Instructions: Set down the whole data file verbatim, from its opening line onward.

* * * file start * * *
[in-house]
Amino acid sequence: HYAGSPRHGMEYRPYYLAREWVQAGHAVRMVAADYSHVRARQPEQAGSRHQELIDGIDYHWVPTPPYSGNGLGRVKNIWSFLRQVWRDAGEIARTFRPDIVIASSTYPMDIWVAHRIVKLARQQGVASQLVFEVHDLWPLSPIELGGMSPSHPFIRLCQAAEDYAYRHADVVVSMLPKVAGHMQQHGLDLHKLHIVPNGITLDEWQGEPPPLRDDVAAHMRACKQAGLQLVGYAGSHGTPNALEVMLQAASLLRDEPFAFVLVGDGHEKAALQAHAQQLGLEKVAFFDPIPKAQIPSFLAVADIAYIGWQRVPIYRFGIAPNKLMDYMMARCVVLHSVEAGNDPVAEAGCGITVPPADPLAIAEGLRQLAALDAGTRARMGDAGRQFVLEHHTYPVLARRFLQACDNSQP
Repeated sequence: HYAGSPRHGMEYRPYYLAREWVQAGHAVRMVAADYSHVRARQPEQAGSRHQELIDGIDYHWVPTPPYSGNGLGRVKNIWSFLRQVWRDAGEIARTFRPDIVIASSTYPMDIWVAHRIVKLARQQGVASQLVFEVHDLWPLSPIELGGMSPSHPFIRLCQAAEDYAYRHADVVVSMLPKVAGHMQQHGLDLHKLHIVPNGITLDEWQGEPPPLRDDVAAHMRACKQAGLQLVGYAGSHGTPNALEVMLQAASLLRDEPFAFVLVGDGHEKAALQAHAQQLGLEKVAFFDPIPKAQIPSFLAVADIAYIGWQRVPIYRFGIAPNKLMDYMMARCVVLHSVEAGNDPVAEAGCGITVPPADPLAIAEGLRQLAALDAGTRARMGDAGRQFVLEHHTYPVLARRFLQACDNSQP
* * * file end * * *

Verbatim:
[in-house]
Amino acid sequence: HYAGSPRHGMEYRPYYLAREWVQAGHAVRMVAADYSHVRARQPEQAGSRHQELIDGIDYHWVPTPPYSGNGLGRVKNIWSFLRQVWRDAGEIARTFRPDIVIASSTYPMDIWVAHRIVKLARQQGVASQLVFEVHDLWPLSPIELGGMSPSHPFIRLCQAAEDYAYRHADVVVSMLPKVAGHMQQHGLDLHKLHIVPNGITLDEWQGEPPPLRDDVAAHMRACKQAGLQLVGYAGSHGTPNALEVMLQAASLLRDEPFAFVLVGDGHEKAALQAHAQQLGLEKVAFFDPIPKAQIPSFLAVADIAYIGWQRVPIYRFGIAPNKLMDYMMARCVVLHSVEAGNDPVAEAGCGITVPPADPLAIAEGLRQLAALDAGTRARMGDAGRQFVLEHHTYPVLARRFLQACDNSQP
Repeated sequence: HYAGSPRHGMEYRPYYLAREWVQAGHAVRMVAADYSHVRARQPEQAGSRHQELIDGIDYHWVPTPPYSGNGLGRVKNIWSFLRQVWRDAGEIARTFRPDIVIASSTYPMDIWVAHRIVKLARQQGVASQLVFEVHDLWPLSPIELGGMSPSHPFIRLCQAAEDYAYRHADVVVSMLPKVAGHMQQHGLDLHKLHIVPNGITLDEWQGEPPPLRDDVAAHMRACKQAGLQLVGYAGSHGTPNALEVMLQAASLLRDEPFAFVLVGDGHEKAALQAHAQQLGLEKVAFFDPIPKAQIPSFLAVADIAYIGWQRVPIYRFGIAPNKLMDYMMARCVVLHSVEAGNDPVAEAGCGITVPPADPLAIAEGLRQLAALDAGTRARMGDAGRQFVLEHHTYPVLARRFLQACDNSQP